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Satellites are used for a large number of purposes. Common types include military (spy) and civilian Earth observation satellites, communication satellites, navigation satellites, weather satellites, and research satellites.

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The crew of the International Space Station (ISS) is about to get a new eye-pod. The Tranquility node headed for the space station early in 2010 will feature a viewing dome unlike any other window ever flown in space. The dome, called the Cupola, is literally studded with windows for observing Earth, space, and the marvelous expanse of the ISS itself.

The Cupola, named after the raised observation deck on a railroad caboose, is designed as an observation platform for operations outside the station--e.g., robotics, spacewalks, and docking spacecraft. Computer workstations inside the dome will give astronauts full control over the space station's robotic arm and dexterous manipulator, while the windows offer unparalleled views of these devices in action.

It's also a place where astronauts can unwind.

Crews tell us that Earth gazing is important to them, says Julie Robinson, the ISS Program Scientist at NASA's Johnson Space Center. The astronauts work hard up there and are away from their families for a long time. Observing the Earth and the stars helps relax and inspire them.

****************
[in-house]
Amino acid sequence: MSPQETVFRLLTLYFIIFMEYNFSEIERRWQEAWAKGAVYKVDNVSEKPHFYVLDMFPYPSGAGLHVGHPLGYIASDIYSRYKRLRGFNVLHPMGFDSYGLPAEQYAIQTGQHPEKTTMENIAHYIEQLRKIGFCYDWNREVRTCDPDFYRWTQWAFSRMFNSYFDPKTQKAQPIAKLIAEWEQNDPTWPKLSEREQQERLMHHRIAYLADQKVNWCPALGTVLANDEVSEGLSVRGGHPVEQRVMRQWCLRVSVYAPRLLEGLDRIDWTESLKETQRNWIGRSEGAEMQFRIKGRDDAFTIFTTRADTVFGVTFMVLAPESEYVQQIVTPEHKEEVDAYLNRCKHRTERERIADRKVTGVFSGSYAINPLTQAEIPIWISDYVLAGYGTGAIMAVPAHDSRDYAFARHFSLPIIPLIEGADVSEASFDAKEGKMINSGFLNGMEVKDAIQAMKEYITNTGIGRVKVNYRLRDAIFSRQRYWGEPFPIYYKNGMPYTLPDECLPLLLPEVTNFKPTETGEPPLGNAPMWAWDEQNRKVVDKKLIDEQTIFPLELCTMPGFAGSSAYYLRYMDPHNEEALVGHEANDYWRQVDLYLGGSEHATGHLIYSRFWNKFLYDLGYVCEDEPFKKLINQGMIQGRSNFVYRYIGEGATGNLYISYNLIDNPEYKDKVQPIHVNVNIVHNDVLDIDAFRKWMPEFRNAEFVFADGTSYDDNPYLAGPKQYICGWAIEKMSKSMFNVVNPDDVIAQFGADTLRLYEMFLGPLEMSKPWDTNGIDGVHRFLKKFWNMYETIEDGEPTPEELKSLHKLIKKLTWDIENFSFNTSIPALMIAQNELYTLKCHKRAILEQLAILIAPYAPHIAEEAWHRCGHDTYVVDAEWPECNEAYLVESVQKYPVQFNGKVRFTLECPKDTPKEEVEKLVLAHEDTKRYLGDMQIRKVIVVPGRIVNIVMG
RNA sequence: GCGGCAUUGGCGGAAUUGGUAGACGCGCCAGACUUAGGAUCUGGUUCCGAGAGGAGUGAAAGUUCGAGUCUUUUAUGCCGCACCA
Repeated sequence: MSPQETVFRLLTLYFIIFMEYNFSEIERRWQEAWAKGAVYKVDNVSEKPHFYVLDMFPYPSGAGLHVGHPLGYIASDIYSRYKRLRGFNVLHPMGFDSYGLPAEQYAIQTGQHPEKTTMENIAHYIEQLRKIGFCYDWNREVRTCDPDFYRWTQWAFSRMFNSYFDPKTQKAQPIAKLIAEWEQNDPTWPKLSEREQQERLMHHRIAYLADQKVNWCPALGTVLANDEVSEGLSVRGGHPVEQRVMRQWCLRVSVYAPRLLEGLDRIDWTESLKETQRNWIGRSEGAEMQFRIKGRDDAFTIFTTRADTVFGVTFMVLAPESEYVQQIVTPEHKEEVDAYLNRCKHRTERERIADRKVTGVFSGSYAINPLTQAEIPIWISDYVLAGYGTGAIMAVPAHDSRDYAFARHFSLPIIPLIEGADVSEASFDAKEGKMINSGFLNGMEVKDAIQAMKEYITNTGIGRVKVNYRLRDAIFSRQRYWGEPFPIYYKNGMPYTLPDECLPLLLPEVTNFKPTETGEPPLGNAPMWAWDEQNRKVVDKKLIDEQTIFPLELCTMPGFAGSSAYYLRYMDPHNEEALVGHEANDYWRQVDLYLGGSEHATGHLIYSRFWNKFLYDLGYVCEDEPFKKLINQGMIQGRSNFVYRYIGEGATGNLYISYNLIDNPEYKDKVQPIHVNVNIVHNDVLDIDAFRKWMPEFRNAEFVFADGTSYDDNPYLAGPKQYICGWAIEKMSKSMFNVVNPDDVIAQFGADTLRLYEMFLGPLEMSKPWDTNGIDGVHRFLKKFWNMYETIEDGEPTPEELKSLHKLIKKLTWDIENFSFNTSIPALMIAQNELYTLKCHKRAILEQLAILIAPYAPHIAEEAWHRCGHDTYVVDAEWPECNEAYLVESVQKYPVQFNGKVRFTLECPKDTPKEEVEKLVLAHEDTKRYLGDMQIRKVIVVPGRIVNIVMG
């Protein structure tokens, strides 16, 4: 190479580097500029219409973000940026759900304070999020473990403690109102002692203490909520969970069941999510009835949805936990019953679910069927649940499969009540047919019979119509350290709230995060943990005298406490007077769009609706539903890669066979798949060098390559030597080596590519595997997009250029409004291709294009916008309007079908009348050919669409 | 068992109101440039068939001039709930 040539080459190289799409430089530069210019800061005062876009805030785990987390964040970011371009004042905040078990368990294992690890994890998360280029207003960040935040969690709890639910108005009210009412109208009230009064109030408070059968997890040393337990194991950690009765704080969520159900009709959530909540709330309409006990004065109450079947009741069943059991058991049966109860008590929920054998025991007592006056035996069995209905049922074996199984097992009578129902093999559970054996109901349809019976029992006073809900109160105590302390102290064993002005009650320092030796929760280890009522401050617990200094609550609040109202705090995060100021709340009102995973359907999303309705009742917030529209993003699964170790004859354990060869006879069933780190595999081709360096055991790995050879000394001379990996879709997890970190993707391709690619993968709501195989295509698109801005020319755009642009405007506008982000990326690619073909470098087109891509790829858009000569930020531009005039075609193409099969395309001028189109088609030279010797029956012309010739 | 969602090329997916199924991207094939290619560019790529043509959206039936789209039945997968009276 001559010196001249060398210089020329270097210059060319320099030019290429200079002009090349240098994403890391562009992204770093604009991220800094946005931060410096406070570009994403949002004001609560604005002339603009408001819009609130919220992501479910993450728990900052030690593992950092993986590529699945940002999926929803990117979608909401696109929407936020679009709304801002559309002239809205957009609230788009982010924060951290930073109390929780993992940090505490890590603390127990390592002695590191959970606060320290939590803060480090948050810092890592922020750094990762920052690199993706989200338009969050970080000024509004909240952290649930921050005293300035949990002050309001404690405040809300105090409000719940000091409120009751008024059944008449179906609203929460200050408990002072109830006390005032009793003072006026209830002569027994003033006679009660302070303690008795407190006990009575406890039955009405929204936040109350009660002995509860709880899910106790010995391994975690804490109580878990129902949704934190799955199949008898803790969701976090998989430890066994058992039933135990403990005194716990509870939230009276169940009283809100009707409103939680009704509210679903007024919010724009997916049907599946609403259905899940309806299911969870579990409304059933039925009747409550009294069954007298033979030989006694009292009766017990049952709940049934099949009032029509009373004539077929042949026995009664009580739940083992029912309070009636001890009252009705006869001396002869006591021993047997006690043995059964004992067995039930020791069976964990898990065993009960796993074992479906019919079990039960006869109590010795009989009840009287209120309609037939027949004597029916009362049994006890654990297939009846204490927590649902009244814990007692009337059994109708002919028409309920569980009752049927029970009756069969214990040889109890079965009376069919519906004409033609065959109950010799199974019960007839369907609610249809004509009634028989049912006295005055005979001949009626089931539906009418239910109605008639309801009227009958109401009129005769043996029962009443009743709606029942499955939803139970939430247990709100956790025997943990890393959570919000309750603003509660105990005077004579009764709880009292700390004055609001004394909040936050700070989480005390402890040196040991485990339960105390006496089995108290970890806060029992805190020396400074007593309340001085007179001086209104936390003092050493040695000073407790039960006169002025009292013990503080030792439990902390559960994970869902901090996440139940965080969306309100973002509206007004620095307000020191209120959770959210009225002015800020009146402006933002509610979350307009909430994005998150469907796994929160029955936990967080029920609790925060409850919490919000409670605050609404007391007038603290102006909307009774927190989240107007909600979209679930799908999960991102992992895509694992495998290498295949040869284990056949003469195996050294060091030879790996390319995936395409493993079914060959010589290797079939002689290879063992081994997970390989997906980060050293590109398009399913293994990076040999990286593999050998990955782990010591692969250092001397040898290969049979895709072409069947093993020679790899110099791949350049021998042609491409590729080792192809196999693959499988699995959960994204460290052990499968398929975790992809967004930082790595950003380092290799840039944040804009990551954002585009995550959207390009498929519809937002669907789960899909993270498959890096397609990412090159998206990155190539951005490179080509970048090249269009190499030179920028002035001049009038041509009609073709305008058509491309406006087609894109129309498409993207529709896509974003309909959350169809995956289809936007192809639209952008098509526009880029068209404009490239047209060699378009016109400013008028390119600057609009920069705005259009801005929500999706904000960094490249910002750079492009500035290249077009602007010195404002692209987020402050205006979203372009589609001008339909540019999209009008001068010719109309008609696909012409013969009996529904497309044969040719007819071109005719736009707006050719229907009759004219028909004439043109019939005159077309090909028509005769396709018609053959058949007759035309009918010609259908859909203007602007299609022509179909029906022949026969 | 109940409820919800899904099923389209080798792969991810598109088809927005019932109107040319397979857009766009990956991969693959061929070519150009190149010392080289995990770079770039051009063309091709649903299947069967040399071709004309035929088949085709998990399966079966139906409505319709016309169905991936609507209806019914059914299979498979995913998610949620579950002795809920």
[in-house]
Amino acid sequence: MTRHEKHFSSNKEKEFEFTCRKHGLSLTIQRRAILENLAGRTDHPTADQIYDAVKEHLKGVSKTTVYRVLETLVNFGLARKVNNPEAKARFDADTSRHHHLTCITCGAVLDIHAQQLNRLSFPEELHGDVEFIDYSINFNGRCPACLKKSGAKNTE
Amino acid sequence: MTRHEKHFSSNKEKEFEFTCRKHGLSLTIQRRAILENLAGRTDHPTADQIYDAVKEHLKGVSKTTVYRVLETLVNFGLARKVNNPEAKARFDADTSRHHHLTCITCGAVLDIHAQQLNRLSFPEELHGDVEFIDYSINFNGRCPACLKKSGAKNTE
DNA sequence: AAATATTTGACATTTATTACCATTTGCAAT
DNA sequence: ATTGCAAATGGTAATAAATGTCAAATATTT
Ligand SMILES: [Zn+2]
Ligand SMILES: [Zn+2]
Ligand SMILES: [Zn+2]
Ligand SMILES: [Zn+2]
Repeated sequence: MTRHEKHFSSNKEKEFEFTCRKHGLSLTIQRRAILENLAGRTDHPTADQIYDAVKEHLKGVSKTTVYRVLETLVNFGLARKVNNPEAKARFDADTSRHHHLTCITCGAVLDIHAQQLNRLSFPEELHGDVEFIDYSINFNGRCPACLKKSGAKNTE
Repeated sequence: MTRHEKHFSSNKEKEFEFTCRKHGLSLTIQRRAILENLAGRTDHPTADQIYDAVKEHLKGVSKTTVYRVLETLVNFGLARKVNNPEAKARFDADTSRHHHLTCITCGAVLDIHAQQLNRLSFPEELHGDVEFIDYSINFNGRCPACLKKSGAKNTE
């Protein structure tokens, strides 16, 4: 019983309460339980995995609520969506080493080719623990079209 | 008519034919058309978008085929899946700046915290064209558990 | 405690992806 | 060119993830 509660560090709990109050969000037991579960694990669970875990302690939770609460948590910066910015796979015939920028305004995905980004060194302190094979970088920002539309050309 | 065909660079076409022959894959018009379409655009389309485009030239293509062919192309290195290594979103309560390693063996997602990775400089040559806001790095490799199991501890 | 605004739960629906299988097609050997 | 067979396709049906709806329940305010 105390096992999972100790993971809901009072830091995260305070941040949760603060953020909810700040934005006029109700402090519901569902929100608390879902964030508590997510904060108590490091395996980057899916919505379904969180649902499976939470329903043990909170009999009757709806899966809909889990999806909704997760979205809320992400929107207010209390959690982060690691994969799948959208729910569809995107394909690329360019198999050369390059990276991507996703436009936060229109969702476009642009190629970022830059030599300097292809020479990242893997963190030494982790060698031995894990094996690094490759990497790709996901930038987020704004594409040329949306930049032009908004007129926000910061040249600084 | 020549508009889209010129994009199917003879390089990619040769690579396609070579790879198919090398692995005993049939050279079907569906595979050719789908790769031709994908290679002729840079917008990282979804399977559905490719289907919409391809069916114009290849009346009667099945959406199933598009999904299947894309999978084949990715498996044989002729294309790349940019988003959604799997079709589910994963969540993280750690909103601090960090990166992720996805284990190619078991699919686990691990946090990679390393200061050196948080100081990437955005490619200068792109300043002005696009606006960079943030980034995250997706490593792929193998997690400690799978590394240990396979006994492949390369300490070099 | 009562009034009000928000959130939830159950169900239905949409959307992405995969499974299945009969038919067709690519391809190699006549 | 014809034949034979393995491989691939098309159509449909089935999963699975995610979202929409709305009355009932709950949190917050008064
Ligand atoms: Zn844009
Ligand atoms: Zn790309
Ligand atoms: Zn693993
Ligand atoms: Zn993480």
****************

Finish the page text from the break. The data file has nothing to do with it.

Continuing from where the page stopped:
Until now, space station astronauts have been confined to looking out small portholes or at best the 20-inch window in the US Destiny Laboratory. The Cupola will dramatically expand their view.

The Cupola's 80-cm diameter circular top window is the largest window ever built for space, says Robinson. Rather than peering through a little porthole, the Cupola will allow a stunning look at the cosmos and unprecedented panoramic views of Earth. Astronauts will share these views with the world through photographs taken through the windows and posted online.

This could lead to scientific discoveries:

By photographing oblique views with different sun angles, the astronauts can use the Cupola to give scientists a view of the Earth that is not available from satellites, she adds. Astronaut photographs of Earth have been used to understand Earth processes such as melting of icebergs, noctilucent clouds, dust storms, and the structure of hurricane eyes.

It seems fitting that the space station is getting the Cupola around the time of the 40th anniversary of the Apollo program. Apollo astronauts, like the space station crew, cherished the experience of gazing back at the planet they left behind. Apollo 14 moonwalker Ed Mitchell had this to say:

Suddenly, from behind the rim of the moon, in long, slow-motion moments of immense majesty, there emerges a sparkling blue and white jewel, a light, delicate sky-blue sphere laced with slowly swirling veils of white, rising gradually like a small pearl in a thick sea of black mystery. It takes more than a moment to fully realize this is Earth . . . home.

From the Cupola, it's going to look better than ever.

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